Candidates Running Closest In the West
Monday, August 25, 2008
DENVER -- On Thursday, Sen. Barack Obama will accept the Democratic nomination here before a crowd of around 70,000, a figure with resonance in the Mountain West: Had Sen. John F. Kerry flipped that number of votes combined in Colorado, New Mexico and Nevada in 2004, he would have been president.
Four years later, nowhere in the country is the race so close as in this region. Most polls show Obama and his Republican rival, Sen. John McCain, tied in Colorado and Nevada, Obama up a little in New Mexico and McCain with a small lead in Montana.
And nowhere is the electorate as much in flux as it is across the Mountain West, by far the fastest-growing region in the nation, with millions of new residents coming for fresh starts, better jobs and stunning vistas -- and bringing loose political affiliations. In Colorado, nearly half of those who have moved from elsewhere in the United States since 2000 have come from Democratic-leaning California, yet the biggest jump in registrations has been among the "unaffiliated," who in June surpassed Republicans as the largest political category.
The Obama campaign sees signs that many of the new arrivals are inclined its way. In Colorado, for instance, a disproportionate share of new residents are Hispanics or whites with college degrees, both groups that tilt Democratic, while the share of working-class white voters has fallen.
Recent statewide elections offer further signs of a shift. Democrats hold the majority of U.S. House seats from Colorado and are favored to win the state's second Senate seat this fall. In Montana, Democrats hold both Senate seats and the governor's office. Even in Arizona, where Democrats face a bigger gap because it is McCain's home state, the party picked up two House seats in 2006. Polls show Obama trailing there by 10 points or less.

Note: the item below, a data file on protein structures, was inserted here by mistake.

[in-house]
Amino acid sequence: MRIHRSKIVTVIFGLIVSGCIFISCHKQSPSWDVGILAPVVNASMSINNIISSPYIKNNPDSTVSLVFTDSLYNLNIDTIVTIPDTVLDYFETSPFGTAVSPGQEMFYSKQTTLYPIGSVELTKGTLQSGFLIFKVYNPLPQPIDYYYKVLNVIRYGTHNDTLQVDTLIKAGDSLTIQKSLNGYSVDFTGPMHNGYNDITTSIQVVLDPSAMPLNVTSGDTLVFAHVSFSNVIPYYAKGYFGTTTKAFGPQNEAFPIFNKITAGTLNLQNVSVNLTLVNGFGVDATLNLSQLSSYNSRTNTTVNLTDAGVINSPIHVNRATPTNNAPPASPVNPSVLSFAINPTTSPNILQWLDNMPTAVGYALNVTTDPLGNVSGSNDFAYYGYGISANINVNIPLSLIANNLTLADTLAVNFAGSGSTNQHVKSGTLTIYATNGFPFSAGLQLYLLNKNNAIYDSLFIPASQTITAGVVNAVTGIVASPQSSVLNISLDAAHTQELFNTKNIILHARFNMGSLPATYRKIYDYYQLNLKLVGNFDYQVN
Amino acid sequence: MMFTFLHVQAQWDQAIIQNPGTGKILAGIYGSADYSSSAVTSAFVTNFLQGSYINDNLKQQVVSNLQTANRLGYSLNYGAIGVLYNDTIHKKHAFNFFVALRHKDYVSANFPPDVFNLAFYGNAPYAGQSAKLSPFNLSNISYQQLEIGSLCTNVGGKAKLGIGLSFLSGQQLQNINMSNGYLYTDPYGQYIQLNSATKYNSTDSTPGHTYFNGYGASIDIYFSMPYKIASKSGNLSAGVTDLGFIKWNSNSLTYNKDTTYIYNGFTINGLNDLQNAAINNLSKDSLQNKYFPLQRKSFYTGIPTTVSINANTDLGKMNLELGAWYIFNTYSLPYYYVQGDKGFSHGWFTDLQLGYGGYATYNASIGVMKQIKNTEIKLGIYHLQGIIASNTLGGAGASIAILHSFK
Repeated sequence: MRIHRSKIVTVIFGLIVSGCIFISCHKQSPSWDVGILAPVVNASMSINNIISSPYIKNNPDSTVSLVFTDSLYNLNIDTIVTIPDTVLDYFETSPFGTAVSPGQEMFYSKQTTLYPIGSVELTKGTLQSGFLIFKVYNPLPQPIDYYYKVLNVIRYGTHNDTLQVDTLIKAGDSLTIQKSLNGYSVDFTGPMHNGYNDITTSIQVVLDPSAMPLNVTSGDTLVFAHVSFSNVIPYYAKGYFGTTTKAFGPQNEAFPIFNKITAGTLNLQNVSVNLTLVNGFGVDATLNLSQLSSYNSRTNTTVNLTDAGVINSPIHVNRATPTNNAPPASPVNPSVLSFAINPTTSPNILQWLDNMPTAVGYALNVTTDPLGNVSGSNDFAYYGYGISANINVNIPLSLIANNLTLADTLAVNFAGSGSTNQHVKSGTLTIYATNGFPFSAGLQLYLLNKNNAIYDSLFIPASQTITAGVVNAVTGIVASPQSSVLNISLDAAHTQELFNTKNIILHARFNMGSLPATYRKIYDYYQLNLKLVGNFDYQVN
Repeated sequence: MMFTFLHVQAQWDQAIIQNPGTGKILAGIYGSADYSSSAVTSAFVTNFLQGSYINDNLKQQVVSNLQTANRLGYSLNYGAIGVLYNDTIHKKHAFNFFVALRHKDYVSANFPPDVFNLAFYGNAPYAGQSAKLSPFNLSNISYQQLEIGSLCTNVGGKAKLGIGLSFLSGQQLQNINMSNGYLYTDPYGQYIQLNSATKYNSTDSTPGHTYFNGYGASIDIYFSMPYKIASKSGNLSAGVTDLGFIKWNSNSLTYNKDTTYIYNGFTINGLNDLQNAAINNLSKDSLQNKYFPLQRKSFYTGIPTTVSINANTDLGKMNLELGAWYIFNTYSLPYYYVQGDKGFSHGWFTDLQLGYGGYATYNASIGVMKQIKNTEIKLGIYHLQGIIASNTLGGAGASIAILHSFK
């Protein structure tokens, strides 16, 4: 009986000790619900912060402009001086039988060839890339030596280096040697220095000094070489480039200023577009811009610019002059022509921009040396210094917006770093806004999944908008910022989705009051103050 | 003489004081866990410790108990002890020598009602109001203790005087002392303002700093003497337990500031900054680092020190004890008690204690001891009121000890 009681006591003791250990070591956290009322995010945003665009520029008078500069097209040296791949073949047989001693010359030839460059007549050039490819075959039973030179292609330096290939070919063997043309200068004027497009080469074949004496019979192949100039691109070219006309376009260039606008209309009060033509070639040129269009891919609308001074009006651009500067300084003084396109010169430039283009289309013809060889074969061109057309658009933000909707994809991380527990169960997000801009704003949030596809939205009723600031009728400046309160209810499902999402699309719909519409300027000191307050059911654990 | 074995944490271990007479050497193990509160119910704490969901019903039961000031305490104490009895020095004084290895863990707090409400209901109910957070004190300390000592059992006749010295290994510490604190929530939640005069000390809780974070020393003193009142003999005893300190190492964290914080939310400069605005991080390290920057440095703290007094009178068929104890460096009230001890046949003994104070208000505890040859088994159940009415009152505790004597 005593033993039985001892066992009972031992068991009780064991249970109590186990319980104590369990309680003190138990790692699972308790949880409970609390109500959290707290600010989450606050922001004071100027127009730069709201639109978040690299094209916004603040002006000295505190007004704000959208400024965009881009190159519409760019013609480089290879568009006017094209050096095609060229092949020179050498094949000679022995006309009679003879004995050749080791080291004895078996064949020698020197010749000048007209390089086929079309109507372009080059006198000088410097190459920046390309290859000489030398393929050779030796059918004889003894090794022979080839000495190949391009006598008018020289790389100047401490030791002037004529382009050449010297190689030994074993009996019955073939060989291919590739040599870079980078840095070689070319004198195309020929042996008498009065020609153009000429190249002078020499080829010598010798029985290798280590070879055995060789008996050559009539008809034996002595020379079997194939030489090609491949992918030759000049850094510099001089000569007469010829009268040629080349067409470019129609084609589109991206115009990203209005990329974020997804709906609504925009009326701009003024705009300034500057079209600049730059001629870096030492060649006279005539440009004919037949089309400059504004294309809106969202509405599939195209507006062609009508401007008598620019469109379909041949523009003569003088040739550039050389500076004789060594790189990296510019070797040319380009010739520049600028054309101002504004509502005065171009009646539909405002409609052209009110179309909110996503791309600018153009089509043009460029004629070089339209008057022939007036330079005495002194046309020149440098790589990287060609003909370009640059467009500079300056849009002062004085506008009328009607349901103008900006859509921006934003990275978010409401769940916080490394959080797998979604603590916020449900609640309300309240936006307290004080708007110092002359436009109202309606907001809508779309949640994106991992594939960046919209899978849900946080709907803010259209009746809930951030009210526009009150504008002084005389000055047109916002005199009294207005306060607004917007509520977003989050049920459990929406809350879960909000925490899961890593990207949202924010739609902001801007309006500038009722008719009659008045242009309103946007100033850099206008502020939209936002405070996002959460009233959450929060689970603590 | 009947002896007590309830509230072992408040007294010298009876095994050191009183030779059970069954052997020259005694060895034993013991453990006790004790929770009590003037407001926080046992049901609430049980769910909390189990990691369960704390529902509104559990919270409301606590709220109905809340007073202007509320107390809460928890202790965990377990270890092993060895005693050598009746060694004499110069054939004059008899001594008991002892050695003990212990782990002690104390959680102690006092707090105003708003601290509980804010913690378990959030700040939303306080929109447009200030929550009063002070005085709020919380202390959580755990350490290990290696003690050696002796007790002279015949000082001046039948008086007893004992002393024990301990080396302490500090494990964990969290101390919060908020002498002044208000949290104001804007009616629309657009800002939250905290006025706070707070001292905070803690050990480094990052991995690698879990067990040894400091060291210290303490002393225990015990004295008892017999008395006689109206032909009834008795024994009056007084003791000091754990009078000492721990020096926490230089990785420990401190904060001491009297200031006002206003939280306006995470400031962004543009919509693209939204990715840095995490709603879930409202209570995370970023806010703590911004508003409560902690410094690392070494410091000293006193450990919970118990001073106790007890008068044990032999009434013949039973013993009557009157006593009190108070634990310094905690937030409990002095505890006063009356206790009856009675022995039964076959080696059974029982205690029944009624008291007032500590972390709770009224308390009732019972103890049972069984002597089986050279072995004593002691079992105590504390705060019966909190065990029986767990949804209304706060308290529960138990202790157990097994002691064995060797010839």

"It didn't used to be this way," said Federico Peña, who served in the Colorado legislature before becoming mayor of Denver and both secretary of energy and secretary of transportation in the Clinton administration. "The unaffiliated voter has shifted, and we've seen it throughout the West."
The shift may also be a product of a landscape created by rampant growth. A common East Coast misperception is that the West is a land of wide-open spaces, with houses scattered hither and yon. In fact, because of the constraints of topography, water resources and land rights, the West's development is relatively compact -- Denver is more densely settled than Boston. Political science holds that the more densely settled an area, the more Democratic it tends to be.
"As people move into an area, they need more services, and there are more urban-type needs and problems," said Ruy Teixeira, co-author of a new Brookings Institution report on the region. "There's a little less of this 'Just leave me alone' stuff."
One of the region's few Republican governors, Jon Huntsman Jr. of Utah, agreed, saying Western voters "are demanding different things today."
"Before, it was just 'Don't tread on me,' and strong on the Second Amendment. Now, it's quality of life, schools, human services. You've seen a change in focus, and Republicans are going to have to adapt," he said.
Still, McCain maintains many advantages. Colorado has the religious-conservative hub of Colorado Springs, as well as a large military population centered on the Air Force. The candidate's call for offshore oil drilling is popular with many Western residents who drive long distances and worry little about the impact on faraway coastal states. And, of course, McCain has represented Arizona for 26 years.
But Democrats say that carries relatively little weight, given that he is not a native Westerner and that a large proportion of people in the region are themselves not Westerners by birth. "He's really a Washington, D.C., guy. That's where he's spent the bulk of his time," said Arizona Gov. Janet Napolitano (D). "I don't know that he carries the same Western brand that some candidates do."